Ancient Origins Tour IRAQ

Ancient Origins Tour IRAQ Mobile

Rediscovering the Story of Egeria, a Remarkable 4th Century Female Pilgrim

Rediscovering the Story of Egeria, a Remarkable 4th Century Female Pilgrim


Egeria was a young woman who decided to make the trip of a lifetime and go to the Holy Land. But what inspired her to make that journey and walk half of the world all alone?

She was born in beautiful green Galicia and grew up surrounded by pagan stories and sacred sites related to pagan traditions. The people in this area have always known about magic and pagan rituals. Thus, Christianizing Galicia was a very slow process. In fact, even now many people of this North-West part of Spain believe in witchcraft and supernatural creatures.

It is likely that Egeria was still a young woman when she decided to change her life. Her incredible story was forgotten for seven centuries. Much of the information about her has been lost, but there is still a part of the text written by her hand which allows one to have some insight into her thoughts.

Image thought to be Egeria.

Image thought to be Egeria. (

Who was Egeria?

One day, Egeria woke up and left her home in Galicia to travel across Europe, visit Constantinople, and finally enter the gates of Jerusalem. The official Christian story explains that Egeria was one of Jesus’ followers who wanted to visit his homeland. However, when analyzing her life and the geopolitical situation during those times the background starts to become more visible.

A 1759 map entitled The Holy Land.

A 1759 map entitled The Holy Land. (Public Domain)

In her letters, Egeria wrote about Istanbul:

''On the next day, crossing the sea, I arrived at Constantinople, giving thanks to Christ our God who deigned to give me such grace, unworthy and undeserving as I am, for He had deigned to give me not only the will to go, but also the power of walking through the places that I desired, and of returning at last to Constantinople. When I had arrived there, I went through all the churches--that of the Apostles and all the martyr-memorials, of which there are very many--and I ceased not to give thanks to Jesus our God, who had thus deigned to bestow His mercy upon me. From which place, ladies, light of my eyes, while I send these (letters) to your affection, I have already purposed, in the Name of Christ our God, to go to Ephesus in Asia, for the sake of prayer, because of the memorial of the holy and blessed Apostle John. And if after this I am yet in the body, and am able to see any other places, I will either tell it to your affection in person, if God deigns to permit me this, or in anywise, if I have another project in mind, I will send you news of it in a letter. But do you, ladies, light of my eyes, deign to remember me, whether I am in the body or out of the body.''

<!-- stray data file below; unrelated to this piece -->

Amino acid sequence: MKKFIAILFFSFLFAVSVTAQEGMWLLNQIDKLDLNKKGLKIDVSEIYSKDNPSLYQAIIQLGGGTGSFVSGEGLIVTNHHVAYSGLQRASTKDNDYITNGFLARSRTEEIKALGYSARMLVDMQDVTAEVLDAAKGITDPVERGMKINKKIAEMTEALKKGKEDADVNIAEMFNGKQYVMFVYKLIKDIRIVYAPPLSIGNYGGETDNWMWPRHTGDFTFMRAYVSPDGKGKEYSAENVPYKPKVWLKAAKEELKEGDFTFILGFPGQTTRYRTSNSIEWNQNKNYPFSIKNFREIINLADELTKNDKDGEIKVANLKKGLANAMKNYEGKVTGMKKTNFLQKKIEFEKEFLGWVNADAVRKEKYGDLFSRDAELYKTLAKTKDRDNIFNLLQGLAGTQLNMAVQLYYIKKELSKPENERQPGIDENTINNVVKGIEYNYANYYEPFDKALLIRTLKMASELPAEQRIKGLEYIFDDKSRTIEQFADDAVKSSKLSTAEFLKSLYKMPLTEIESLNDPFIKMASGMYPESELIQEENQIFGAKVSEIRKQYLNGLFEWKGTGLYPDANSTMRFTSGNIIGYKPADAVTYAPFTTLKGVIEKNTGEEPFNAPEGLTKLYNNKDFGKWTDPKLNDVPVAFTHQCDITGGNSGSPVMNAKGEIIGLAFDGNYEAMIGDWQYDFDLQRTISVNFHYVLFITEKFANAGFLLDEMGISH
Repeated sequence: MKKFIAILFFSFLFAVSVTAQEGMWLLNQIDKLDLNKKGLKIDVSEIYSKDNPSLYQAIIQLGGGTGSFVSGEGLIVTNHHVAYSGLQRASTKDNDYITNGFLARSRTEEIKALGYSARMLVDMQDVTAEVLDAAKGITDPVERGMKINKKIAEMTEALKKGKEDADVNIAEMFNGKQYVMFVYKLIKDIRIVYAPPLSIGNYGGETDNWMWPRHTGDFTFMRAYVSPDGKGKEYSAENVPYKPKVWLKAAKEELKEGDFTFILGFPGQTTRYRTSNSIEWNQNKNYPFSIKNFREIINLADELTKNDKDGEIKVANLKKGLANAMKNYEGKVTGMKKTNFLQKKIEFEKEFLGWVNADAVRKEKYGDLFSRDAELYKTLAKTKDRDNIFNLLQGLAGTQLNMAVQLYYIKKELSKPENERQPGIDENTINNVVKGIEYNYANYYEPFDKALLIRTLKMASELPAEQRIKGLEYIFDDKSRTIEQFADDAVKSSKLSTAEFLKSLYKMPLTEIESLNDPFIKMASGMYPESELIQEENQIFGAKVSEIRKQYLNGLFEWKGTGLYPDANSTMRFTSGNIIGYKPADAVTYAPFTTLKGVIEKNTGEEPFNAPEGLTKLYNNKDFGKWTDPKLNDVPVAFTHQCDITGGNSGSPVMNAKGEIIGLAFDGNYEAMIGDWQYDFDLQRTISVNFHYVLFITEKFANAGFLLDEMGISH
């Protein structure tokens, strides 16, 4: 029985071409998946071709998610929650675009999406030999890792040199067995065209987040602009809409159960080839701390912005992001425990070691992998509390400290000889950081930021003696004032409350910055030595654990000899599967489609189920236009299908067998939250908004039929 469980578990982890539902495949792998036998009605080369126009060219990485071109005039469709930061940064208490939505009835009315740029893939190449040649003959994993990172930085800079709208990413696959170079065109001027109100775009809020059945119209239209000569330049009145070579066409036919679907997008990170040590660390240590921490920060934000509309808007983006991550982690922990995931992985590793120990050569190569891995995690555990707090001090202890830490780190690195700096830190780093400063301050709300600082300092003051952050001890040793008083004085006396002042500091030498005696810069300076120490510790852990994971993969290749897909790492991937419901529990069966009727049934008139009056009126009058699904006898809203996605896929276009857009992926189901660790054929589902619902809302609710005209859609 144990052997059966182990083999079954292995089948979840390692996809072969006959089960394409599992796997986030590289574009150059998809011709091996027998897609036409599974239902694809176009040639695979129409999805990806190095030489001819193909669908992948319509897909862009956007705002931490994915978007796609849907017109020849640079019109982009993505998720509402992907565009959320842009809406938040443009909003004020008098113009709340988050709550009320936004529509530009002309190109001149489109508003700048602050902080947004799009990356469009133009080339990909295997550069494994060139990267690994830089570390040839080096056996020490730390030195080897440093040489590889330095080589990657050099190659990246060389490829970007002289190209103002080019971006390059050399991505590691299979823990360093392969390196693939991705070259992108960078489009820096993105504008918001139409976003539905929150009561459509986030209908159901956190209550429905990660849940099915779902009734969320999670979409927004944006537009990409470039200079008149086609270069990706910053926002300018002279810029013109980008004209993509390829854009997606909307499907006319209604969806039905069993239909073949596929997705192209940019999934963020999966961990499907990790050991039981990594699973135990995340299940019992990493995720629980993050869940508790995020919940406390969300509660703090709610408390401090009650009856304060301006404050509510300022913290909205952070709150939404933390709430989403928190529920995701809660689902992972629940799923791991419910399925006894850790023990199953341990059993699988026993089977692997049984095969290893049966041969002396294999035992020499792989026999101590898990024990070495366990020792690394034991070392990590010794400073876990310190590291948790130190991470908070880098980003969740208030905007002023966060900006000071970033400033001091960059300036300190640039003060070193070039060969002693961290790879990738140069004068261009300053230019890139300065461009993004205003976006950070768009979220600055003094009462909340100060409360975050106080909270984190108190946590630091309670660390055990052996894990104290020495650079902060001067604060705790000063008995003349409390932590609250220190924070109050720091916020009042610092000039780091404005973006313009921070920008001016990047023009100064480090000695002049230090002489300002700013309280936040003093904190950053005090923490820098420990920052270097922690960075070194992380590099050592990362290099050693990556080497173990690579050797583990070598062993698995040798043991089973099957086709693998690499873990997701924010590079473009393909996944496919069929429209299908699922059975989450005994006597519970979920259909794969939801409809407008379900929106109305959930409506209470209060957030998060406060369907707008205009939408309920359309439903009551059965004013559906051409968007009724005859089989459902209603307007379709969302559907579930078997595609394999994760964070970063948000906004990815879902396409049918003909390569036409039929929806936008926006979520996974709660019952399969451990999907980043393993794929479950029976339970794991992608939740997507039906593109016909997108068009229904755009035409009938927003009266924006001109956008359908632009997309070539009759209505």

She wrote the above letter to her female relatives from Galicia. According to this text, her pilgrimage took place around the 380s AD, and the letter itself is the oldest known text of this kind written by a woman. The Galician monk Valerio of Bierzo, who lived in the 7th century, claimed that Egeria traveled between 381 and 384. Valerio’s letter calls her Aetheria, not Egeria, and describes her as a nun. He suggested that she made this long and expensive journey in the fashion of so-called religious tourism.